150 years ago this month, the American Civil War began four years of battle that claimed almost a million lives and led to the abolition of slavery. Not surprisingly, the war impacted artists and photographers, who produced shocking images that revealed scenes that were far from romanticized. Many people disapprove of remembering such a horrible event, demonstrated by the reaction certain works received at the Metropolitan Museum of Art’s Lincoln bicentennial commission. Despite the silence of many American art museums, the Smithsonian American Art Museum is currently organizing a survey of the war’s effects on American art that will open in November 2012, which will include works such as Winslow Homer’s Prisoner’s From the Front. Winslow Homer’s War-inspired works cannot be ignored, as many of them made his reputation. Not only did the they allow him to develop as an artist, but also his works had a great impact on citizens across the country. The NBMAA is proud to organize an exhibition in commemoration of the 150th anniversary of the start of the Civil War.
Winslow Homer and the American Civil War will be on view from April 15 to May 22, 2011. The show will highlight Homer’s Civil War illustrations made between 1861 and 1864, and showcase over forty wood engravings as well as one major painting. Skirmish in the Wilderness portrays the Battle of the Wilderness and is one of Homer’s most significant works created as a result of his experiences with the Civil War. This battle was one of the bloodiest, and was an early example of “guerilla warfare.”
Winslow Homer’s career began at age 19 when he apprenticed for a commercial lithographer. In the 1850s, he began working for Harper’s Weekly, where he created line art drawings from photographs. Because pictures were printed by stamping them from large woodblocks, artists had to first convert photographs to line art drawings. Eventually, Harper’s sent Homer to actual events, such as Abraham Lincoln’s inauguration, to create illustrations from realtime events as they were unfolding.
During the Civil War, Homer was a full-time picture correspondent, and he experienced brutal battles that were void of heroic charges. He depicted the reality of the war, which consisted of ragged and disorganized armies that were not consistently fighting, and Homer did not neglect the important role played by women nurses and doctors as well as African Americans. Three years as an eyewitness to the war allowed Homer’s work to evolve and his style to emerge, leading to eminent works such as Skirmish in the Wilderness.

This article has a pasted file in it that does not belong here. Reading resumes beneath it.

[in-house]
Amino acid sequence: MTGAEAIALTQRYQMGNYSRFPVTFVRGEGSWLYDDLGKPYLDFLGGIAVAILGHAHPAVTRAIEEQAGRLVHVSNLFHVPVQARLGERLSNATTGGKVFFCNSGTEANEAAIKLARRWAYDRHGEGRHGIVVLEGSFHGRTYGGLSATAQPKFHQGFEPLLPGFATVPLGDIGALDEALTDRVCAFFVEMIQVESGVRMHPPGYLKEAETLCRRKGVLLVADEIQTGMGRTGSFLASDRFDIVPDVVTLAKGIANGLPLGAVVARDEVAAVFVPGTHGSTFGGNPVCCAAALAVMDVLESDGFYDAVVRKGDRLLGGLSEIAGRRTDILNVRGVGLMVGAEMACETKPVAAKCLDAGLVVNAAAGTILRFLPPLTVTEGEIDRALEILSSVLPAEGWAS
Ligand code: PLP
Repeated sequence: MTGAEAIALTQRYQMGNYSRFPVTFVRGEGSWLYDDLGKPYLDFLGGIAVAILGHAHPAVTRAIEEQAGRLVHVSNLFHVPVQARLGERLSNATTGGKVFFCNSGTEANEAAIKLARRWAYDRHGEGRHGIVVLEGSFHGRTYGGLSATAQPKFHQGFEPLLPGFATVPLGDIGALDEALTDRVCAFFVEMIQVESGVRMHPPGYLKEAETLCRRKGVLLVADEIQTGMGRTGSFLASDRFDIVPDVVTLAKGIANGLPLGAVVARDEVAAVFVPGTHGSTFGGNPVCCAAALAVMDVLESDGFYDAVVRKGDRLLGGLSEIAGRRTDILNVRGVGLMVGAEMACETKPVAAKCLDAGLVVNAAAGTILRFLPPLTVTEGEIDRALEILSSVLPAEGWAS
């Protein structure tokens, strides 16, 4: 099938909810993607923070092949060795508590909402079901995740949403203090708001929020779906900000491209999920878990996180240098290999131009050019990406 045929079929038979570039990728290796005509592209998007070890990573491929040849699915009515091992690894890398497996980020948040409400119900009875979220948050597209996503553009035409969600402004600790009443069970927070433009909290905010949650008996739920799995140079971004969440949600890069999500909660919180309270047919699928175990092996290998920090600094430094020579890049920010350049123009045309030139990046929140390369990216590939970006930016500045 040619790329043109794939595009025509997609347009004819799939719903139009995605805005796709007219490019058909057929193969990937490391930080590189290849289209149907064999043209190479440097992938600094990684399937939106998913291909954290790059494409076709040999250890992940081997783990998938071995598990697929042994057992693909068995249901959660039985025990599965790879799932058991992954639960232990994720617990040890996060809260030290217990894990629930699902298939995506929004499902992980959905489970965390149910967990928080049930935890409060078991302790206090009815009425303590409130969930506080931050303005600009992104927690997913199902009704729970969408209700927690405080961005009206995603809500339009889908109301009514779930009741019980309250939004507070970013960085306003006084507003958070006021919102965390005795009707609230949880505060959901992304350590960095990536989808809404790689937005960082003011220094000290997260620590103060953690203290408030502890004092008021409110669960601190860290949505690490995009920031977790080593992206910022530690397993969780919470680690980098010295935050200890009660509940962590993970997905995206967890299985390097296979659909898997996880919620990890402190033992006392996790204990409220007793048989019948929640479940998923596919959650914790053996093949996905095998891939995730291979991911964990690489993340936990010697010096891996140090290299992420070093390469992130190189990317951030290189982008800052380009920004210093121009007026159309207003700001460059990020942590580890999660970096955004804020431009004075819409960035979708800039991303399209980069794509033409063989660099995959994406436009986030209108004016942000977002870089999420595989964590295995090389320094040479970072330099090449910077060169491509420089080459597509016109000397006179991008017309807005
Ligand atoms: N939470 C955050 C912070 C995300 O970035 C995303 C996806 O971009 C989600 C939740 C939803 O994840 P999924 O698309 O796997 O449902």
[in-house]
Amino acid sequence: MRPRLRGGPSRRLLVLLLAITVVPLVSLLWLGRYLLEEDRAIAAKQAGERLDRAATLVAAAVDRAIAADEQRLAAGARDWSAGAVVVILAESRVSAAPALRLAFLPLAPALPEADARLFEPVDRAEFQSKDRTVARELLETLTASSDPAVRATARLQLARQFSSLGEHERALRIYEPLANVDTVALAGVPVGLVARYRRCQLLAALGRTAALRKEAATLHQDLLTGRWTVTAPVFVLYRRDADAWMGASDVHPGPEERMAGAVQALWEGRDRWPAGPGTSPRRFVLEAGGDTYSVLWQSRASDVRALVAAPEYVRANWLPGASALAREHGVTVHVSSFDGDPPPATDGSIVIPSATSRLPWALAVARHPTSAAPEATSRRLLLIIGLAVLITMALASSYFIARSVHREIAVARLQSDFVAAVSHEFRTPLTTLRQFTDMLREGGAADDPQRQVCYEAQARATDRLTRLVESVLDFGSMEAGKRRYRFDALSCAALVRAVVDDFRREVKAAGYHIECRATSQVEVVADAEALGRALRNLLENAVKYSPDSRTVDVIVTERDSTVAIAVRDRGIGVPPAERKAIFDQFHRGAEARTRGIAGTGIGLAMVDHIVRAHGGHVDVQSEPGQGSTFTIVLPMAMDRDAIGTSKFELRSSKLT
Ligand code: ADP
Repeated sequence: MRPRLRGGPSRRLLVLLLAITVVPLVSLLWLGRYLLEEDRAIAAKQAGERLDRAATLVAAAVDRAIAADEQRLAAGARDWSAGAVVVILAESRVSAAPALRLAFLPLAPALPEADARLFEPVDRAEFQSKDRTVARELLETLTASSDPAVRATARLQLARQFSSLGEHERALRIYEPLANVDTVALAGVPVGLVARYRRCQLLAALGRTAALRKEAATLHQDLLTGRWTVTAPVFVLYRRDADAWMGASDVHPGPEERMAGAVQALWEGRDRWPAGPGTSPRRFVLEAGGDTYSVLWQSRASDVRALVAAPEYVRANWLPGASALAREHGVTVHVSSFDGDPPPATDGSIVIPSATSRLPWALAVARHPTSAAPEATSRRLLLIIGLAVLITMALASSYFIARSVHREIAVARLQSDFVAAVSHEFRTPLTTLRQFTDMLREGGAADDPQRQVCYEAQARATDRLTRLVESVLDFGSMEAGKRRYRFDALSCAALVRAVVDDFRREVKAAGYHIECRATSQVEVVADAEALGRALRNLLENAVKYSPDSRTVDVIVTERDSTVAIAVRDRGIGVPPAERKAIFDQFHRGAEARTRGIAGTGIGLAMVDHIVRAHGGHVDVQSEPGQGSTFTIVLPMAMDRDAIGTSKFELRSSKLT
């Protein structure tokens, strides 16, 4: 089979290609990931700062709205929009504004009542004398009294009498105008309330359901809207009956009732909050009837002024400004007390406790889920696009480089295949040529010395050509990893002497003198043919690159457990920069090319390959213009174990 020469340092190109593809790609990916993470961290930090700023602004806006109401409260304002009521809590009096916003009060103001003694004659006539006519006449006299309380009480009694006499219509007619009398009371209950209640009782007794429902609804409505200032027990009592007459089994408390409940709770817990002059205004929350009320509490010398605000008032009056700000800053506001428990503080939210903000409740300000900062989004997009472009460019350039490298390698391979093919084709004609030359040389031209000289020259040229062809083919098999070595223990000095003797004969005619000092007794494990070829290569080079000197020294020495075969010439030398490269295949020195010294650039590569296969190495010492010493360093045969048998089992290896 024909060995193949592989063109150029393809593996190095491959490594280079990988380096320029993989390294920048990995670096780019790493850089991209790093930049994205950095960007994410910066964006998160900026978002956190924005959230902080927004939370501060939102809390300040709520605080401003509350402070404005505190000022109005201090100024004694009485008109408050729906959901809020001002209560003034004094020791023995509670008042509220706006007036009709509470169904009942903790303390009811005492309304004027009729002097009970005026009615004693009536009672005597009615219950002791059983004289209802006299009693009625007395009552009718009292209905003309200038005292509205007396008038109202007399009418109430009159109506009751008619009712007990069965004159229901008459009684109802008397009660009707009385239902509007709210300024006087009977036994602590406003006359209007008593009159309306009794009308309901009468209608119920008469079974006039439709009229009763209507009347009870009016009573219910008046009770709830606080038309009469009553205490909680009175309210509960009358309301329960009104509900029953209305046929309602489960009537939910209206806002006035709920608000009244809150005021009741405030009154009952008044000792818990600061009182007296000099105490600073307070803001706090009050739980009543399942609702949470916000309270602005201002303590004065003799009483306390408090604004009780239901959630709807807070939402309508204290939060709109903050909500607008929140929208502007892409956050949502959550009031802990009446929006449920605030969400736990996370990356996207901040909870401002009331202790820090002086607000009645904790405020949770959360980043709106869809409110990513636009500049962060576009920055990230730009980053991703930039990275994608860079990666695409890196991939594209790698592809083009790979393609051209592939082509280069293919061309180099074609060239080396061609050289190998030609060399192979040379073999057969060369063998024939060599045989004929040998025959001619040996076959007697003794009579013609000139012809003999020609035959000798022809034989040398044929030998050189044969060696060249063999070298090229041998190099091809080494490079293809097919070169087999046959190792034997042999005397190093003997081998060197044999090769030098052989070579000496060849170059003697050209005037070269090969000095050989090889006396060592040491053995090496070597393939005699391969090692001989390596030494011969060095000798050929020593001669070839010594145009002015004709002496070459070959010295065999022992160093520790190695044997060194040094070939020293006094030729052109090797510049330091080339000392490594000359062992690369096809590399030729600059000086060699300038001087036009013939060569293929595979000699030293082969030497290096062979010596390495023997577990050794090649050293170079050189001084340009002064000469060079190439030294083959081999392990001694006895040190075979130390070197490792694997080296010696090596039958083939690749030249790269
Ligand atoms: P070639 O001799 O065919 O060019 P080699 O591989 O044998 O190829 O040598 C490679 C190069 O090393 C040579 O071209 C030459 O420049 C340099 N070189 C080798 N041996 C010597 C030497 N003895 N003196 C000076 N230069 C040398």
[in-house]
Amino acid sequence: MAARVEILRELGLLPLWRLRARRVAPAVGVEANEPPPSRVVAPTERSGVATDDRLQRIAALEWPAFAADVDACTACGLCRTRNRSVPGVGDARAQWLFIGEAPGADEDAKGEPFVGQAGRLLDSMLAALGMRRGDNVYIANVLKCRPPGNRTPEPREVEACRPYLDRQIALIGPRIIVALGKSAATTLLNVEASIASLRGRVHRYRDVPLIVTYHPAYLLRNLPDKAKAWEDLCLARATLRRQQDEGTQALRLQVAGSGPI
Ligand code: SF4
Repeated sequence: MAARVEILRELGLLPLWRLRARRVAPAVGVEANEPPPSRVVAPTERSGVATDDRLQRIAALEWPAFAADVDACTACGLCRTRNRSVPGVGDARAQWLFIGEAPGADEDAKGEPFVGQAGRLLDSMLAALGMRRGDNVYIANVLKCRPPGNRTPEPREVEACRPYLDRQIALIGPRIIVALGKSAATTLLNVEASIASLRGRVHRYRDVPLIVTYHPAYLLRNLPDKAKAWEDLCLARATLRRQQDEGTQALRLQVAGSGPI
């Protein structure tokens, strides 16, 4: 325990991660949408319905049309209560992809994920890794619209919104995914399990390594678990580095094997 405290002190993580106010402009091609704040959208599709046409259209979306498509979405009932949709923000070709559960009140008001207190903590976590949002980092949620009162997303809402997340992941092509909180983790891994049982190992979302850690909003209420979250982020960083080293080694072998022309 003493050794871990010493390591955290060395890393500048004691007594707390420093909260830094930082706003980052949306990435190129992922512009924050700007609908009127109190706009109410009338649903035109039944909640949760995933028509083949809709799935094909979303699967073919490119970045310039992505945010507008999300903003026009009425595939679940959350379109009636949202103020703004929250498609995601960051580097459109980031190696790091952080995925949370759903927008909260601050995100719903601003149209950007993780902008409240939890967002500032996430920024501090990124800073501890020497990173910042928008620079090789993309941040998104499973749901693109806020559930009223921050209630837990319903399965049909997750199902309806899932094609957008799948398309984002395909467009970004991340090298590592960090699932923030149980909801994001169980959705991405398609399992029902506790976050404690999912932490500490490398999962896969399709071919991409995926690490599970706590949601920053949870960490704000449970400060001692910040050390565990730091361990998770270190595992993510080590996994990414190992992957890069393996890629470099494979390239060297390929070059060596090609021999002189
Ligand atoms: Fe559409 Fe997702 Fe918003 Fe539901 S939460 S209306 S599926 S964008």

It depicts the first meeting between the troops of Robert E. Lee and Ulysses S. Grant in what was a blind battle fought in a dense forest.
Lee forced the confrontation to occur in the woods due to Grant’s greater number of soldiers. Although artillery was no use in the thick wood, the vicious combat was exacerbated by brush fires sparked by gunfire. Homer is thought to have made the oil panting from sketches he drew while traveling with the Union army. The work is not heroic, but reveals the reality of combat, as soldiers are clumped together on the right, opening fire in the center, and dying wounded in the foreground in what appears to be a noisy scene of vicious conflict.
Even though he was an illustrator of war, scenes of violence and chaos were not typical of Homer. By 1875, his work as a commercial lithographer was over, and he focused solely on painting. In the 1880s, Homer moved to Maine, where his paintings captured rural subjects from the mountains to the serenity of the sea and coast. Whether or not we want to forget the Civil War, we cannot forget the evocative war-time work of Winslow Homer.
What do you think of Homer’s depictions of the Civil War? How do they compare to the Matthew Brady photographs from history textbooks? Which do you prefer? Why? Is it worth remembering this bloody internal conflict? Or do we leave it in the past as an extremely painful chapter in our history?
Make sure to see the NBMAA Civil War exhibition, coming next month!